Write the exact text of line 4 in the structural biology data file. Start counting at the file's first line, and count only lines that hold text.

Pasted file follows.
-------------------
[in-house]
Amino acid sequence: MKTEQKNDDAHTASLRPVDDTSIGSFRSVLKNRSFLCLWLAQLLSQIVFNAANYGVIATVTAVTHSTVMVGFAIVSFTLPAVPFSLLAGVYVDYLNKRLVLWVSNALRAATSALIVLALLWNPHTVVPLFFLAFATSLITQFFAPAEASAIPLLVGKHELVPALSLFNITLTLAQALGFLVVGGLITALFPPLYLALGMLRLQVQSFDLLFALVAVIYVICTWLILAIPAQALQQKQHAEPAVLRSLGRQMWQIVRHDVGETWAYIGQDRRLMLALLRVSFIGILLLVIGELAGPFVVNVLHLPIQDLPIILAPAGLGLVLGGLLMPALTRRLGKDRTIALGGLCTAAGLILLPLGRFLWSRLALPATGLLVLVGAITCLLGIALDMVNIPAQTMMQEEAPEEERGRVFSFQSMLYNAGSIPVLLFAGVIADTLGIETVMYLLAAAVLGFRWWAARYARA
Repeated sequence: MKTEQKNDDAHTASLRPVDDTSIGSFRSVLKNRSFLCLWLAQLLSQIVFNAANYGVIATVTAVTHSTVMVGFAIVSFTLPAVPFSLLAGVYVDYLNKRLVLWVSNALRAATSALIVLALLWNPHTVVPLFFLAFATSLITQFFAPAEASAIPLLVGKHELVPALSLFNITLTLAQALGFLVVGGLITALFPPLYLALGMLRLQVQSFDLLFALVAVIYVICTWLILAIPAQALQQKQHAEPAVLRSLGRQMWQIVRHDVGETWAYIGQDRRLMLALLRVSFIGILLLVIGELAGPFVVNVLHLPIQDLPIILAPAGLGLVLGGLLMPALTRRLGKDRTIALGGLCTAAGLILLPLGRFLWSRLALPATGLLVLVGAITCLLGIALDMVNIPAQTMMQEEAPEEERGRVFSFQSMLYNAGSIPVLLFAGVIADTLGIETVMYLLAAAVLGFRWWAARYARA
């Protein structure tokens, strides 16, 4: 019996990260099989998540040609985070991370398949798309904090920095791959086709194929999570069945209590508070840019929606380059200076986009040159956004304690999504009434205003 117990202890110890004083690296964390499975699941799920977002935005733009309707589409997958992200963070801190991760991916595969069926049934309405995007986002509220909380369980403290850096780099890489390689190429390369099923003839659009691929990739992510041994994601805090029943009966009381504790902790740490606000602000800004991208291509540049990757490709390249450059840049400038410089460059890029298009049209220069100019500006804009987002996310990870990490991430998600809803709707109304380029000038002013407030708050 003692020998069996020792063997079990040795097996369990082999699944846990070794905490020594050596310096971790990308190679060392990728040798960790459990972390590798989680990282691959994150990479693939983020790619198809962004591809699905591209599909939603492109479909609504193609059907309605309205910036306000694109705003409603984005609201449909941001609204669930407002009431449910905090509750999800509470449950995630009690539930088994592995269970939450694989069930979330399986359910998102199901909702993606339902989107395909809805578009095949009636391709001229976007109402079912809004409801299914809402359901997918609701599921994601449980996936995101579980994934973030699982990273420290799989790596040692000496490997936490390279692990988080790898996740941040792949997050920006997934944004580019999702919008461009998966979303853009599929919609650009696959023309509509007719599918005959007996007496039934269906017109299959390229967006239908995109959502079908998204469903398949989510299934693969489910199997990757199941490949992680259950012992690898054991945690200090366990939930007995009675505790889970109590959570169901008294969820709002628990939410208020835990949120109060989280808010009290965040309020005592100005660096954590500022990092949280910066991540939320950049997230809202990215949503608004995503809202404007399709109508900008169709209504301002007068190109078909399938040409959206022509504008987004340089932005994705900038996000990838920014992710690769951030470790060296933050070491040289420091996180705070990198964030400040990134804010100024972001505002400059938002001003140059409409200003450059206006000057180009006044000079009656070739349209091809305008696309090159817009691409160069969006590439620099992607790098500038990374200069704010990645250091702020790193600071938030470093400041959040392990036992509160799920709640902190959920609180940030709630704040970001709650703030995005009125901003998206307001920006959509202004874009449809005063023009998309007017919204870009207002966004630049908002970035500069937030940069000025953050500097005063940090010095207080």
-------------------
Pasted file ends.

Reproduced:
């Protein structure tokens, strides 16, 4: 019996990260099989998540040609985070991370398949798309904090920095791959086709194929999570069945209590508070840019929606380059200076986009040159956004304690999504009434205003 117990202890110890004083690296964390499975699941799920977002935005733009309707589409997958992200963070801190991760991916595969069926049934309405995007986002509220909380369980403290850096780099890489390689190429390369099923003839659009691929990739992510041994994601805090029943009966009381504790902790740490606000602000800004991208291509540049990757490709390249450059840049400038410089460059890029298009049209220069100019500006804009987002996310990870990490991430998600809803709707109304380029000038002013407030708050 003692020998069996020792063997079990040795097996369990082999699944846990070794905490020594050596310096971790990308190679060392990728040798960790459990972390590798989680990282691959994150990479693939983020790619198809962004591809699905591209599909939603492109479909609504193609059907309605309205910036306000694109705003409603984005609201449909941001609204669930407002009431449910905090509750999800509470449950995630009690539930088994592995269970939450694989069930979330399986359910998102199901909702993606339902989107395909809805578009095949009636391709001229976007109402079912809004409801299914809402359901997918609701599921994601449980996936995101579980994934973030699982990273420290799989790596040692000496490997936490390279692990988080790898996740941040792949997050920006997934944004580019999702919008461009998966979303853009599929919609650009696959023309509509007719599918005959007996007496039934269906017109299959390229967006239908995109959502079908998204469903398949989510299934693969489910199997990757199941490949992680259950012992690898054991945690200090366990939930007995009675505790889970109590959570169901008294969820709002628990939410208020835990949120109060989280808010009290965040309020005592100005660096954590500022990092949280910066991540939320950049997230809202990215949503608004995503809202404007399709109508900008169709209504301002007068190109078909399938040409959206022509504008987004340089932005994705900038996000990838920014992710690769951030470790060296933050070491040289420091996180705070990198964030400040990134804010100024972001505002400059938002001003140059409409200003450059206006000057180009006044000079009656070739349209091809305008696309090159817009691409160069969006590439620099992607790098500038990374200069704010990645250091702020790193600071938030470093400041959040392990036992509160799920709640902190959920609180940030709630704040970001709650703030995005009125901003998206307001920006959509202004874009449809005063023009998309007017919204870009207002966004630049908002970035500069937030940069000025953050500097005063940090010095207080």